Nina Kennedy’s job is to hit new heights. She could not have expected hitting the heights she has reached in the last year.
On Wednesday night, the pole vaulter became just the fifth Australian to win the prestigious Diamond League.
Nina Kennedy competes at the Diamond League in Switzerland.Credit:Getty Images
That victory came after she won bronze at the world championships in Oregon in July then Commonwealth Gold in Birmingham in August.
She follows high jumper Brandon Starc (2018), long jumpers Fabrice Lapierre (2016) and Mitchell Watt (2011), and sprint hurdler Sally Pearson (2017) as the only Australians to be Diamond League champions.
Kennedy won the pole vault Diamond League with a jump of 4.81 metres, which was one centimetre shy of the national record she set only last year.
More importantly, if the world bronze medal hadn’t already announced her as a serious player on the world standing and in the vanguard of the next generation of elite pole vaulters, then this victory for the 25-year-old certainly has.
Nina Kennedy celebrates with her trophy after securing the win.Credit:AP
“I’m really happy that the world and my competitors especially can see that I am now a factor,” she said.
“The Australian record of 4.82m in Australia was cool, but to come here and actually win against massive names has been super rewarding and cool.
“The plan is to just keep building. The girls that are winning medals and are up there are getting into their thirties. I definitely feel like I am one of the young ones coming through and I just want to continue this momentum.”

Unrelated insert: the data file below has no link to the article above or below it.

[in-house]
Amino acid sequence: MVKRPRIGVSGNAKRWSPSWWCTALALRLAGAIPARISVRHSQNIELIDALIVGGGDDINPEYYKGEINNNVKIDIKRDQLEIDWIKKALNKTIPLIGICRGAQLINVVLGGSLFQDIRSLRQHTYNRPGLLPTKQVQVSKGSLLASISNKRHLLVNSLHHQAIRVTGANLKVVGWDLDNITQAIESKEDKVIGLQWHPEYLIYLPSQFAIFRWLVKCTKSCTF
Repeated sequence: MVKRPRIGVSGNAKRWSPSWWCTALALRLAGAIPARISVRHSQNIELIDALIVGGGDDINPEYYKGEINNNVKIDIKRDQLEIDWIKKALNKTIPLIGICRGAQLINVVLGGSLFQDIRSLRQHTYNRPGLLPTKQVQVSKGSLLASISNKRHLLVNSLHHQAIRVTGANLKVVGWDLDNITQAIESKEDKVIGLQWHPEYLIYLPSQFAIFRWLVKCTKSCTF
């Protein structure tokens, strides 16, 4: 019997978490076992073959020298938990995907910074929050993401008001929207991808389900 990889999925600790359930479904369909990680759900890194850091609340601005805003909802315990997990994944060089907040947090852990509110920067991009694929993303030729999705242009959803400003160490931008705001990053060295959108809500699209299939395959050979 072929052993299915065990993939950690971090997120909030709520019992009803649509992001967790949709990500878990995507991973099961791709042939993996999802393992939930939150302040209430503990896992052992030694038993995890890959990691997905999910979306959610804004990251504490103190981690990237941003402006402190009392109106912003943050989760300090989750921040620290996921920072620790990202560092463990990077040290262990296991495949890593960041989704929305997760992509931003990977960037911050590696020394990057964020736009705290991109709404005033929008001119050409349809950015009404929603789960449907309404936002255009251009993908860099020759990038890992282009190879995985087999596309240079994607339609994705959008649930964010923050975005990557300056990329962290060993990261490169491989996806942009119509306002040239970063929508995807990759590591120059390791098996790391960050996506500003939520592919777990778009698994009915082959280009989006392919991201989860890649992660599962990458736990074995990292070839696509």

Kennedy’s victory earned her $44,000 and guaranteed her a place at the World Championships in Budapest next year.
“I would love to be on the podium in the next two years in Budapest and Paris [Olympic Games] – they are my goals for the next two years,” she said.
“People can definitely see that I am having fun in my performances. Once I did well at worlds and got that bronze medal, I had achieved everything I wanted to this season and I could go have fun, make money and enjoy it in a sense, which has been working for me.
“I have a lot of confidence right now. I can clear 4.70m so easily in training but in a competition environment, everything changes – you have nerves, expectation, the crowd. I have been on the podium all season and such a good run, I just know how to clear those bars now.”
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